The Seekers of Genesis: Empyreal Roots is the debut work of author C. J. Walters. Read on for the review.
Back Cover Blurb
When immortal twins Villow and Dameaon Verchant reach their sixteenth year, they are required to choose Paths to fulfill their purpose. Villow is prepared to become a Guide Seeker, to shape a world and its citizens, far away from his twin. But Dameaon changes his mind at the last minute, switching from a Soldier Seeker to a Guide. To avert disaster, the twins are assigned as co-Guides, tasked with re-creating humanity.
With their fates unequivocally linked, Villow and Dameaon must prove that mankind is inherently good, or humankind will be destroyed and the twins will be banished—or annihilated. With disagreements and failures at every stage, their last chance lies in Ancient Greece. But through their own reckless actions, the twins bring forth the Trojan War, causing more problems than even the gods can solve.
Glanchings are immortals who choose their life’s path at sixteen. Villow Verchant looks forward to becoming a Guide in re-creating an Original Species that was lost in the War of the Fiends. But his carefully laid plans fall to pieces when his twin Dameaon, who has been training to be a Soldier, also declares he’ll become a Guide. The unexpected announcement results in them receiving a joint assignment to revive the human race on planet Earth. But will their sibling rivalry doom their efforts and humankind?
When I read the blurb for this novel, I couldn’t quite get a handle on the kind of story it was. As it turns out, the summary is all over the place because the novel itself is unfocused. On one hand, the world-building is overly complicated; on the other hand, character arcs don’t go anywhere. And inconsistencies of all kinds riddle the entire work.
The novel is divided into roughly two halves. The first half is the fantasy portion that establishes the Glanching world the brothers come from. It is a magic-wielding society obsessed with doing good. Yet although they claim to be vastly superior moral beings compared to humans, their behavior is very human. They lie, bully, gossip, and have petty rivalries. Although Dameaon is the supposed bad egg, supporting cast Portia and Colton are hardly upstanding characters either. And for a society set on the rules, the Glanchings bend them. A lot.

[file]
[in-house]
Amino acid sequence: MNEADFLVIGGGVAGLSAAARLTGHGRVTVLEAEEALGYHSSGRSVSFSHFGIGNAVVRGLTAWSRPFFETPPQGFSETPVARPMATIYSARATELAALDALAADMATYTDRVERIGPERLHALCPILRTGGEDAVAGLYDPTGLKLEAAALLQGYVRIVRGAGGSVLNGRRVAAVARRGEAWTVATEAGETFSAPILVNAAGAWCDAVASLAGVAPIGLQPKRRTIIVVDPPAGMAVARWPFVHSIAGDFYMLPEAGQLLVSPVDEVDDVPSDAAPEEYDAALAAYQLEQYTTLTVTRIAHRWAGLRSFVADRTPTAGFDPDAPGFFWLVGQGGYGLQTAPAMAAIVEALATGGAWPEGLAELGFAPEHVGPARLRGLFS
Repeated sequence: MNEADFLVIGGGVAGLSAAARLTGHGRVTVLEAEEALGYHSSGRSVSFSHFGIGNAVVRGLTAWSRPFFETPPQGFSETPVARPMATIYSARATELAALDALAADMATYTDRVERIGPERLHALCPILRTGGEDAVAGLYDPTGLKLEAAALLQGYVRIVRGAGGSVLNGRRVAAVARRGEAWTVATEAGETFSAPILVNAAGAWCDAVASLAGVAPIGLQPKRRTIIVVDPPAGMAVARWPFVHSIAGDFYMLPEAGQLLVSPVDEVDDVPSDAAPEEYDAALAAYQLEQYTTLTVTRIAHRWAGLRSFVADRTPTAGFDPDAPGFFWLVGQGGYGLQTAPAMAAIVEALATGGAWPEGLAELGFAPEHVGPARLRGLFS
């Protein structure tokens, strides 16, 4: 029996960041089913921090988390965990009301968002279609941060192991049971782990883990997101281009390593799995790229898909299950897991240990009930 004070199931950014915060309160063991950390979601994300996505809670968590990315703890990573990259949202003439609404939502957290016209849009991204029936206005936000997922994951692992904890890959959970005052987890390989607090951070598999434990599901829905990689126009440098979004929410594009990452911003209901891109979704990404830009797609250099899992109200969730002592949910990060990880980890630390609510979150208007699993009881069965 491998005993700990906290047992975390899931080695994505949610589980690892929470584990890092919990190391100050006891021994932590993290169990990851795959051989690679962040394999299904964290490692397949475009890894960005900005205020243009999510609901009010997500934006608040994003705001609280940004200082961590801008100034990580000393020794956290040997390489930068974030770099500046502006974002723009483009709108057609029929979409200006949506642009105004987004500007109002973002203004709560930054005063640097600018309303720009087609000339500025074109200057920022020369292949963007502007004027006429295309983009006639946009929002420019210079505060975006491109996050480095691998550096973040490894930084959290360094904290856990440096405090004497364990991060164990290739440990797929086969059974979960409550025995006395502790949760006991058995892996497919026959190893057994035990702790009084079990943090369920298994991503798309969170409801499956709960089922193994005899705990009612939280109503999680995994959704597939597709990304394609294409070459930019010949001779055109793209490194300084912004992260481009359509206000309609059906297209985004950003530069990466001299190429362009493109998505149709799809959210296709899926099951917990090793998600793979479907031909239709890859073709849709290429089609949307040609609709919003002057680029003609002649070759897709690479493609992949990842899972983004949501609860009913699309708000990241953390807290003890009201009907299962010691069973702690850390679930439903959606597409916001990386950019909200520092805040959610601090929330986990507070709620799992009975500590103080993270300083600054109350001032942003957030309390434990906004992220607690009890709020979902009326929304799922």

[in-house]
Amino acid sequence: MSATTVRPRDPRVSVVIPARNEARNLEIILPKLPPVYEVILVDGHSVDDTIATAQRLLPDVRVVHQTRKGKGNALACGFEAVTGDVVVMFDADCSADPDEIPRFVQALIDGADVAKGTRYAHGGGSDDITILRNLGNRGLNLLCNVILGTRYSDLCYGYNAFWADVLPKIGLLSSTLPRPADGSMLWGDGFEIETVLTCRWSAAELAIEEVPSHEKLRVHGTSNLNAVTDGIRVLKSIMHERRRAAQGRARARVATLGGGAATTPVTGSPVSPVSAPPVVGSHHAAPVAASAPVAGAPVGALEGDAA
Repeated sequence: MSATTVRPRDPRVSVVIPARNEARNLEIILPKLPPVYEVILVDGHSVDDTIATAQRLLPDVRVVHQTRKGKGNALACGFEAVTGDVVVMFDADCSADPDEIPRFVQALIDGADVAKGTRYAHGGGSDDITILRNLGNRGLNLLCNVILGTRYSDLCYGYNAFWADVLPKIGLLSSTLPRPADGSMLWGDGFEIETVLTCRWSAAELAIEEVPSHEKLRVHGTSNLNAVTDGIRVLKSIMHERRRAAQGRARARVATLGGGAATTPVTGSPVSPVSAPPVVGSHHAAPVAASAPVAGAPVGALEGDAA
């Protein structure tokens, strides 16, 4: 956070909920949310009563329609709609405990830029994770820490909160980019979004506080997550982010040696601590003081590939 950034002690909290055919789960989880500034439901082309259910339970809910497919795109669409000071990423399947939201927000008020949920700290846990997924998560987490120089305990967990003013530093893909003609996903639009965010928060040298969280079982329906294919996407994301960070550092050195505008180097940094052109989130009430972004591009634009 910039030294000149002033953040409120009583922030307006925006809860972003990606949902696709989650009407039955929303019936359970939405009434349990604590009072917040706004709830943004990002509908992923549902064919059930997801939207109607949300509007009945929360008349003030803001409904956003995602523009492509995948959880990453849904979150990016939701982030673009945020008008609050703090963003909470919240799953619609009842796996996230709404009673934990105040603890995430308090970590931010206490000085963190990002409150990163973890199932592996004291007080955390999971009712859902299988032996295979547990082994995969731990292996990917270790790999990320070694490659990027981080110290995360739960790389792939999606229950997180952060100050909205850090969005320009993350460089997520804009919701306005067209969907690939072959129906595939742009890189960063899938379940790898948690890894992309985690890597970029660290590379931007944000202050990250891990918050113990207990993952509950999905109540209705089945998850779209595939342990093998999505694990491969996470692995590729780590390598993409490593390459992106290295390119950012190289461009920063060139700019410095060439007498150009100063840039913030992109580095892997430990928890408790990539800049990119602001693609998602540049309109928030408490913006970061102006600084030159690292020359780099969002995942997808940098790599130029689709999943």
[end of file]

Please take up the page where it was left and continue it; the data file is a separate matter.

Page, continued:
Anyway, Glanching citizens must choose one of five paths, and those who choose the Guide path are tasked with re-creating species that were destroyed in a long-ago epic war. Humankind was one of them, and the twin brothers are tasked with reestablishing humans on planet Earth and “guiding” them to become a good, upright species. However, if humans become evil, they get wiped out, and their Guides are punished with banishment.
The twins’ attempt at guiding humans is the focus of the second half of the book. They go to the ancient city of Troy to influence the inhabitants to become morally good and self-reliant. It isn’t clear if the planet is our Earth or a post-War of the Fiends remake. Either way, this is where the “mythology” aspect comes in. While I enjoy Trojan War retellings, Walters veers too far off cannon for my taste. The identities of the Greek gods stay more or less intact, but the human cast is a big mashup. Oedipus somehow ends up in the Trojan War; Menelaus never actually comes to fight for his wife; Paris is a runaway prince; and Helen is not born a Spartan princess but comes from some unnamed farm. These Trojans also drink wine in glasses in bars and play field hockey with Spartans prior to the Helen fiasco. These elements plus poorly scripted war scenes and very 21st-century attitudes about courtship make this version of Troy less than authentic.